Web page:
I know working out and pregnancy can sometimes seem like a daunting task. You're center of gravity has shifted and you may have to modify more than usual, but that doesn't mean it's completely out of the question!
In fact working out can help alleviate some of the common aches and pains that come with growing a life! And using a pregnancy ball or exercise ball can help strengthen your core and improve hip stability - both important for labor and recovering from delivery - and help with lower back pain!
Check out these 9 Exercise's you can do today!
(As always check with your physician or OB before starting ANY workout program to ensure that it's safe for you and baby!)
1. Wall Squat
Place an exercise ball between your lower back and a solid wall or steady surface. Stand feet slightly wider than hip-width apart and bend your knees to slowly lower yourself into a squatting position, using the ball as support.
Push back up to a standing position and repeat.
2. Ab Crunch
While lying on your back for standard crunches isn’t advised, try this modification instead!
Sit upright on an exercise ball and walk your feet forward so they are just in front of your knees.
Continue taking small steps until your lower back touches the ball. Your feet should remain flat on the ground with knees bent, and your body should be at an incline with hips lower than your shoulders.
Bring your hands behind your head, contract abs in toward your spine, and lift head, arms, and shoulders up and forward.
Make sure the ball is on a non-slip surface, or against the wall, to keep it from slipping out from under you — and stop if you feel any discomfort.
3. Pelvic Floor Exercises
Sit on the ball with a straight spine. Contract your pelvic muscles, as you would to stop the flow of urine. Hold for a few seconds, and then release and repeat.
Make sure to BREATHE throughout! You and baby need that oxygen!
4. Ball March
Sit on the ball with your feet firmly planted on the floor. Exhale and draw your belly button towards your spine as you slowly lift one knee without letting the ball or your hips move.
Slowly place your foot back down and repeat on the other side. Keep alternating sides for 10 repetitions. (Don’t forget to breathe!)
“If this is too hard, you can just lift up your heel and keep your toes on the ground,” says Stephanie Stamas, DPT, a pelvic health specialist and co-founder of Chelsea Method, an online pregnancy and postpartum rehab program.
5. Ball Bridges
“Labor requires a lot of hip and gluteal strength, so training these muscles is important!” Stamas says. (This move may be too challenging or uncomfortable later in pregnancy, she advises.)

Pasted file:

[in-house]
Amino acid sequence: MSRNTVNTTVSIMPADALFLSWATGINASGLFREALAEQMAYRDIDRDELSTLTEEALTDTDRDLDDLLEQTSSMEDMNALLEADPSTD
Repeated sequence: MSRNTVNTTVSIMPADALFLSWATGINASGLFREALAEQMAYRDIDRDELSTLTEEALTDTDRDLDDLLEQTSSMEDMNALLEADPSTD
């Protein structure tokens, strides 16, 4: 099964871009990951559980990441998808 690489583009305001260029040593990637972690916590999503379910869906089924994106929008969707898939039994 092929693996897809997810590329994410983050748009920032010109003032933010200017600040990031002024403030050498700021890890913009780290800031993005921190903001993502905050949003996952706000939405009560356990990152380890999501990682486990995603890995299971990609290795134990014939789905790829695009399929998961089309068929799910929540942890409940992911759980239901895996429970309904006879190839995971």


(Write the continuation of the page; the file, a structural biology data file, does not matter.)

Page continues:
Start by sitting on the floor with your upper back against the ball. Push up through both of your feet and lift your hips off the floor towards the ceiling, as high as you can comfortably go without arching your back.
Hold for three seconds and slowly lower back down. Repeat 10 times.
6. Kneeling Ball Roll-Outs
Start in a high kneeling position with your hands on the ball. Keeping your back straight, roll the ball forward until you can feel your core engaging. Hold for three seconds, then roll the ball back in.
“Only go out as far as your abdominal muscles can stabilize without bulging,” Stamas says.
Repeat 10 times, and make sure you continue to breathe throughout the exercise.
7. Back and Upper Body Stretch
“The chest and abdomen often get really tight in pregnancy, so this can be a great stretch!” Stamas says. Kneel on the floor, hinge forward at your hips, and rest your arms on the ball.
Gently rock the ball to one side until a stretch is felt. Hold here while breathing into the opposite side of your rib cage for 30 seconds. Repeat on the other side.
8. Ball Circles
Sit on the ball with your feet firmly planted on the floor, slightly wider than hip-width apart. Move your hips in a circular motion to “draw” small circles on the floor with the ball.
Do 10 repetitions clockwise, then repeat counter-clockwise.
Sit on the ball with your feet firmly planted on the floor, slightly wider than hip-width apart. Move your hips as if you’re drawing a figure eight on the ball. This move is great for opening up your pelvis.
Need Help Choosing an Exercise Ball!?
“When choosing an exercise ball, make sure you select the appropriate size based on your height,” Stamas says.
5’0″ and under: 45 cm width ball
5’1″ – 5’8″: 55 cm width ball
5’9 – 6’2′: 65 cm width ball
6’3″ and up: 75 cm width ball
Once the exercise ball is inflated, check your body position.
“When you sit on the ball, your hips should be slightly higher than your knees to avoid pressure on your back, to allow lots of space for your tummy, and to give you stability,” Cohen says.
If you’re between sizes, Cohen suggests choosing the smaller size — especially if you plan to use it as a birthing ball too.
“I personally recommend getting the smallest one that can suit your needs,” she says. “During labor itself, it’s relaxing to lean on the ball on all fours, and a big ball might not be comfortable.”
Remember everything in your body is constantly changing during pregnancy. So if you're struggling just know you're not alone and give yourself grace!
I hope these exercises help you feel stronger and relieve some discomfort you may be having!